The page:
The employer is also prohibited from relying on the salary history to determine an applicant’s future salary, benefits and other compensations.
Asking about the salary history of job applicants is slowly becoming a taboo. The practice is an effort to weed out another discrimination in hiring as the past salary may influence the interviewee either ways.
After Massachusetts and Phildephia, New York City which has enacted a new law which will be effective from October 31, 2017. The law prohibits companies which have four or more employees from asking about the salary of job applicants, be it current or previous salary.
As per the law, during the hiring process, the employer is prohibited from inquiring about the salary history, or relying on the salary history to determine an applicant’s future salary, benefits and other compensations. According to the law, it is considered a discriminatory practice. However, the applicant can reveal the history of his salary detail, if he wishes so, that too without prompting from the employer. Further, it also prohibits the employer from searching the public records of the applicant to ascertain the salary history.
The new law, however, does not apply to cases where applicants seek transfer or promotion within their current company or in cases of public employees, where the salary is determined in advance through a collective agreement.
The employer retains the right to ask about the salary expectations, benefits or other compensations from the prospective applicant. The employer also has the right to ask about the unvested equity or deferred compensation from the previous company, which the applicant would have received or cancelled.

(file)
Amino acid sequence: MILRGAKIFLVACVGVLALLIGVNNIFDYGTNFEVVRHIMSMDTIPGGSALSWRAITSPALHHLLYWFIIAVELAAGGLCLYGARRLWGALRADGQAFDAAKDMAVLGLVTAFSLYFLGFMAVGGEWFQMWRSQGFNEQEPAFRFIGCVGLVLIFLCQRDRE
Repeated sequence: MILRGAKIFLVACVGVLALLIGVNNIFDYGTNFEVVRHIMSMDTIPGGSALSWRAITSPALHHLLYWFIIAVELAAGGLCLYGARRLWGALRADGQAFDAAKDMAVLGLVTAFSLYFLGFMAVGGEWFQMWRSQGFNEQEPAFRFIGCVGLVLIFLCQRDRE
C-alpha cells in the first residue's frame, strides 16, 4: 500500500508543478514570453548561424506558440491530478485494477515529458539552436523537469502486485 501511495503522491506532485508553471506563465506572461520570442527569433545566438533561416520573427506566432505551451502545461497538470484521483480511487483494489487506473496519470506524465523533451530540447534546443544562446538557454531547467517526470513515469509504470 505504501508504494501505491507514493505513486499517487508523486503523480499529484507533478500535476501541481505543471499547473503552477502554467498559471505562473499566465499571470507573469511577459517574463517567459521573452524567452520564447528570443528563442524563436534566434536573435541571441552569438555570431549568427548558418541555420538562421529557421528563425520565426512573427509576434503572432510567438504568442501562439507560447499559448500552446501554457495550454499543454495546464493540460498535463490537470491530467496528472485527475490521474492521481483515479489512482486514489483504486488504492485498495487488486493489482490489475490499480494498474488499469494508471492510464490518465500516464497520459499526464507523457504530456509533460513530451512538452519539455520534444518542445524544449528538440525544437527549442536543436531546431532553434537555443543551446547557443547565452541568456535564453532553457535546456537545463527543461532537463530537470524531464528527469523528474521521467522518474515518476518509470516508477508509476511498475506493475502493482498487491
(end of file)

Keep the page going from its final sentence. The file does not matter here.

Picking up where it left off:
The employer can also check the background of applicants. However, if the background check reveals the salary history, the employer should not consider it when deciding the compensation. The background check should be done only when the applicant is given the conditional offer of employment which is in line with the New York City Fair Chance Act. According to this act, it is illegal for companies to ask about an applicant’s criminal record until an offer of employment is given.
If any employer violates this law, the applicant has a right to file a civil lawsuit against the employer. The employer may be charged a penalty of up to $125,000 for unintentional violation and up to $250,000 for wilful or intentional violation as enforced by the New York City Commission on Human Rights.
The primary purpose of enacting this law is to remove inequality in pay which is linked by the employer to gender and race. From earlier instances, it was found that queries on salary history led to a perpetual negative effect and even wage discrimination.
On the other hand, the opinion of critics is that it will lead both parties to depend more on salary negotiation.
Employers need to change their hiring practices and comply with the new law which will be effective from October 31, 2017.